Over 160,000 people affected by floods in Mozambique

Floods in Mozambique 2015
Boats used to move people and goods in flood affected areas

Over 150 people have died and more than  160,000 others have been affected by the floods in northern and central Mozambique, according to information released on Friday, the 6th of February by the Mozambique’s National Institute for Disaster Management (INGC).

The floods, resulting from  extraordinarily heavy rains which began over two weeks ago, affected the two most populous provinces of Zambezia and Nampula as well as neighboring  Niassa  province, damaging or destroying over 20,000 houses, 950 classrooms and 11 health centres.

Highlights

  • Over 150 people have died and more than 160,000 others have been affected by the floods in northern and central Mozambique
  • The Government of Mozambique, with the support of UN-led Humanitarian Country Team Working Group (HCTWG), is working to deliver emergency relief to affected communities
  • UNDP is on the ground in both most affected provinces, supporting the government and partners on information management and coordination efforts.

The Government of Mozambique, with the support of UN-led Humanitarian Country Team Working Group (HCTWG), is working to deliver emergency relief to affected communities. This includes providing people with shelter, water, food, and healthcare among others. Many UN agencies, including UNDP, WFP and UNICEF have been helping the government in these efforts in accordance with their expertise and mandates.

However, in spite of strong efforts, government leadership and partner support, there have been many serious challenges in providing relief to those who need it. In particular, with several key roads and bridges washed away, many communities are very difficult to access and the electricity grid has been cut off since January 12.  Air transportation is being used to try to overcome some of these issues with support from South African air force but this is also constrained  as the helicopters cannot land in communities still under water.

UNDP is on the ground in both most affected provinces, supporting the government and partners on information management and coordination efforts. The Technical Secretariat for Food Security and Nutrition (SETSAN), a government institution, is planning to conduct a rapid assessment of food security in the affected region and UNDP, FAO, WFP, Fews Net and World Vision are supporting with technical and financial resources. This is a particularly important exercise, not only for its short-term implications but for the medium and long-term recovery.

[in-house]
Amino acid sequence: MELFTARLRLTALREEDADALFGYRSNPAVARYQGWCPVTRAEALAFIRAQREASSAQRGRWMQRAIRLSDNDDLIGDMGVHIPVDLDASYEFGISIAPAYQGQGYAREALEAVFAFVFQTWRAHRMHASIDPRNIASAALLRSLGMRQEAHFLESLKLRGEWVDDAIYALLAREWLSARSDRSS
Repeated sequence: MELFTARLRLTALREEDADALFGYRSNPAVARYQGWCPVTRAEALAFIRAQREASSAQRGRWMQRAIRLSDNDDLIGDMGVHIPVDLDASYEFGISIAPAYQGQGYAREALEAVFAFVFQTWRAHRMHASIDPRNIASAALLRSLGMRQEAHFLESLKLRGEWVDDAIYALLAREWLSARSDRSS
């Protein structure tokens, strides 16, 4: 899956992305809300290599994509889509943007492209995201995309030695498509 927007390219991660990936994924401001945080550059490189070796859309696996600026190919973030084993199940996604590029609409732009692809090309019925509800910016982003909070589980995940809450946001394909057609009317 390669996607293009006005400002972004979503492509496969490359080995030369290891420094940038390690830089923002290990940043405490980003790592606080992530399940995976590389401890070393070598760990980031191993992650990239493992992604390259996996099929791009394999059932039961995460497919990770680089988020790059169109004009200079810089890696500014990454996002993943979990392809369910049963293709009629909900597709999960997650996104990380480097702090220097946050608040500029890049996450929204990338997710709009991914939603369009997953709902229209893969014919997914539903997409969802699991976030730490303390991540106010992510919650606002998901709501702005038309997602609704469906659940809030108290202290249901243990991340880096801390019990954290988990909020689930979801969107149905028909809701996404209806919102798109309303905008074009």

As far as the short term situation is concerned, numerous supply chains have been disrupted with the majority of commercial food companies unable to maintain their access to flooded areas. At the same time, Nampula city as well as Mocuba are without electricity which have closed several factories and limited the supply of fresh produce. These issues, coupled with the immediacy of lost food stores and crops, have pushed prices higher in affected areas and left many people entirely reliant on the food relief provided by the government and its partners.

With respect to the medium and long-term food security situation, preliminary reports suggest that over 70,000 families have seen their croplands impacted by flooding and heavy rains. This amounts to about 85,000 hectares of affected crops. Livestock has also suffered in the flooding, there are reports of many animals being lost while many of those that have survived are now isolated from pastures with others stolen.

As a majority of families in the affected areas rely on agriculture for their livelihoods, the impacts of these occurrences are likely to be felt for a long time. UNDP, the lead agency on early recovery efforts, will be working with local and national government and partners to ensure that the livelihood needs of the affected people are understood and addressed.

In the meantime, communities are still bracing themselves for continued difficulties as the rainy season as the rainy season will continue into March, possibly April, and the weather forecasts in the areas suggest that further heavy rains will continue in the coming days.

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